Friday, September 18, 2020
Sept. 18, 2020

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Fort Vancouver’s Singleton reaches historic basketball heights

No one at the high school had touched the scoring record for 64 years

By , Columbian staff writer
Published:

Kahlil Singleton isn’t one to gloat, nor focus on personal basketball accomplishments.

He humbly talks about a recent scholarship offer from Eastern Washington University only when it’s brought up in conversation. That respectfulness stretches into the topic that’s driven new-found attention his way: scoring 55 points in one game for Fort Vancouver High School.

And when the sophomore shooting guard reflects on that performance Dec. 29 — 55 points in a non-league overtime loss to Corvallis (Ore.) to break the longest single-game record of any school in Clark County, he only wished he could’ve done more for a Trapper victory.

“That 55 points looks a lot better with a win,” Singleton said. “I don’t sit and dwell on it too long. I’m always looking to improve.”

The one number he’s focused on now is 21 because getting past the 20-game regular-season threshold means the Trappers are in the postseason.

Singleton is averaging a Southwest Washington-best 23.6 points per game through 10 games as the Trappers (4-6 overall) open 3A Greater St. Helens League play Tuesday at Mountain View (1-9). Tip off is 7 p.m.

The Trappers are coming off their biggest win to date — a 67-58 victory over previously unbeaten Capital on Jan. 3. Singleton scored 30 that game, but a game earlier is how all the record talk began.

Against Corvallis in the final game of the Fort Vancouver Holiday Tournament, Singleton had the hot hand. The 55 points came on 18 of 34 shooting (including a school-record 9 of 13 from 3-point range) and 10 of 11 on free throws. He scored all 29 of Fort’s first-half points and three in overtime as the Trappers lost 74-69. The 55 points bettered his previous best of 42 from earlier this season and shattered the long-standing single-game school record of 46 shared by Bill Chronis (1955) who tied Fred Ferrell’s 1911 school record.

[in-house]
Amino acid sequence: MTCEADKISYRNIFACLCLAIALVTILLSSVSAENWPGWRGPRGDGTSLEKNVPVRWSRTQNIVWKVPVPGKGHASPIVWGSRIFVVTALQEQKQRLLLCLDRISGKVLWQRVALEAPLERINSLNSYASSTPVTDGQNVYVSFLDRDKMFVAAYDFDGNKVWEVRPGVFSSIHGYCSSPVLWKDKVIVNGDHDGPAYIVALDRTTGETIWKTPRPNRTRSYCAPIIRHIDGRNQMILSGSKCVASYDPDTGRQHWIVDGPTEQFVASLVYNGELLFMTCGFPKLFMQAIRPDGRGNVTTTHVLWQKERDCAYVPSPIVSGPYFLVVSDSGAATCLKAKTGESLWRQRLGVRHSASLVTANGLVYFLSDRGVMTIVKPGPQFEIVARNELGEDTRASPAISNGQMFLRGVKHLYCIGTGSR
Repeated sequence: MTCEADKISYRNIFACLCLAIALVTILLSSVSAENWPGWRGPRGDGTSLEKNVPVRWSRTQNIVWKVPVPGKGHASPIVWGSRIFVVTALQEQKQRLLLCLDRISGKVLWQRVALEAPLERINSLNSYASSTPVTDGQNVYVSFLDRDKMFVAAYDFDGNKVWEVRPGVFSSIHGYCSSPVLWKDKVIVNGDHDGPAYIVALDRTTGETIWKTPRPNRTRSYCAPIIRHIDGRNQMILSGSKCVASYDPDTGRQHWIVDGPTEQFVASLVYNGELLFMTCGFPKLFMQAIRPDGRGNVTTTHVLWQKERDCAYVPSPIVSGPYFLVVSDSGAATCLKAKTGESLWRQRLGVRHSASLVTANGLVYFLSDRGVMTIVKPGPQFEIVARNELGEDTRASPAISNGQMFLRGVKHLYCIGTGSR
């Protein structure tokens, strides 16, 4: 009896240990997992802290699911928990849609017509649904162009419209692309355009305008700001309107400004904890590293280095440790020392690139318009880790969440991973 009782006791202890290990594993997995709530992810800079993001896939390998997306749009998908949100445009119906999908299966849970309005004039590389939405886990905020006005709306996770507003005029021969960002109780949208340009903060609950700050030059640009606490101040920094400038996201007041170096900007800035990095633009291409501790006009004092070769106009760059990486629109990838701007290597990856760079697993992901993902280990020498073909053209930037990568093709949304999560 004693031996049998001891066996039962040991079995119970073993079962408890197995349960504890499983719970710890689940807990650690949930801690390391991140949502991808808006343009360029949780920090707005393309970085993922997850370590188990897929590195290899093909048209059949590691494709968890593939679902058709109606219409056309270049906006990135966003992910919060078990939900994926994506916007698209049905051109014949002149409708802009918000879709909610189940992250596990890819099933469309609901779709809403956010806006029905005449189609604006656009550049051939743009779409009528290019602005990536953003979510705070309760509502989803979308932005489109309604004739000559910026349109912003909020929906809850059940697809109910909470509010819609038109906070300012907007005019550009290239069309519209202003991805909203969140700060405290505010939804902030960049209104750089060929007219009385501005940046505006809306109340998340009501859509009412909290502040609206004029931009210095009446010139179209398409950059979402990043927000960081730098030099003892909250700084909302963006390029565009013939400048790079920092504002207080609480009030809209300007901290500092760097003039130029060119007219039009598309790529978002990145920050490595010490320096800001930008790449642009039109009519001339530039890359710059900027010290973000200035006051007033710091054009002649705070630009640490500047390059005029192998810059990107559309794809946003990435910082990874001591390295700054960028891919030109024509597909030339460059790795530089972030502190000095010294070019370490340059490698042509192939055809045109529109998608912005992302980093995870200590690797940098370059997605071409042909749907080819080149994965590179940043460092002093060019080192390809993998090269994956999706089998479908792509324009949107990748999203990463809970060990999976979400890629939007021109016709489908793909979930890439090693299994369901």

Singleton doesn’t know much of the two players he passed, but is honored to be atop the list.

“It’s crazy,” he said.

• • •

According to school records, no player before Singleton scored 40 or more points in a game since Vancouver Public Schools changed the name of its inaugural high school to Fort Vancouver in 1956.

Clark County’s longest-standing scoring record for any school dates back to March 3, 1911 when Ferrell, as described by the Vancouver Daily Columbian as a “freaky fast and flashy forward,” tallied 46 in Vancouver’s 89-6 victory over Portland Academy.

According to Columbian archives, Ferrell netted 18 field goals and 10 free throws as part of a boys/girls doubleheader at Armory Hall. The point total was the highest of the season for the “Vancouver 5,” which held Portland Academy to without a field goal.

The season finale included a postgame potluck before all players walked back to the high school to rake the baseball infield and shovel debris off the dirt track. Spring sports began the following day.

Ferrell’s record stood untouched for 44 years until Bill Chronis — a 6-foot-4 senior center — scored 46 in a 72-51 win Feb. 18, 1955 over Evergreen. He scored all 19 first-quarter points and had 28 by halftime at McLoughlin Heights Gymnasium. His 46 points set a new Clark-Cowlitz League scoring record, and not to be outdone was John Gorman’s 24 for the Plainsmen that set an Evergreen school record.

Chronis set multiple Trapper team scoring marks, and his 19 free throws in a 1955 state tournament game against Lincoln of Seattle still remains a single-game tournament record. Vancouver fell one game shy of a state trophy, but Chronis made the all-tournament first team. He’s now in the Clark College Hall of Fame.

• • •

Just 15 years old and already a second-year starter, Singleton is more than a scorer for the Trappers. He’s a leader, too.

Ask his head coach, James Ensley. He’s watched Singleton go from a spot-up shooter as a ninth grader to a sophomore motivated to be a complete player.

Ensley, also the school’s athletic director, challenged Singleton this off-season to take on a bigger role as a scorer. His scoring is up almost 10 full points from his 13-points-per-game average last season.

The growth comes from a new-found poise and confidence by Singleton. So is true pride playing for Fort because that brings out the best in him, he said.

“I have an opportunity to change things with me and some of my younger teammates,” Singleton said. “That’s what I’m trying to do.

“People look at our record and count us out, but our team is stronger and better than what our record shows.”

Singleton’s focus is far from individual records — even the ones he set Dec. 29 — but Ensley is confident of what’s coming.

“There won’t be a scoring record he doesn’t break,” the coach said.

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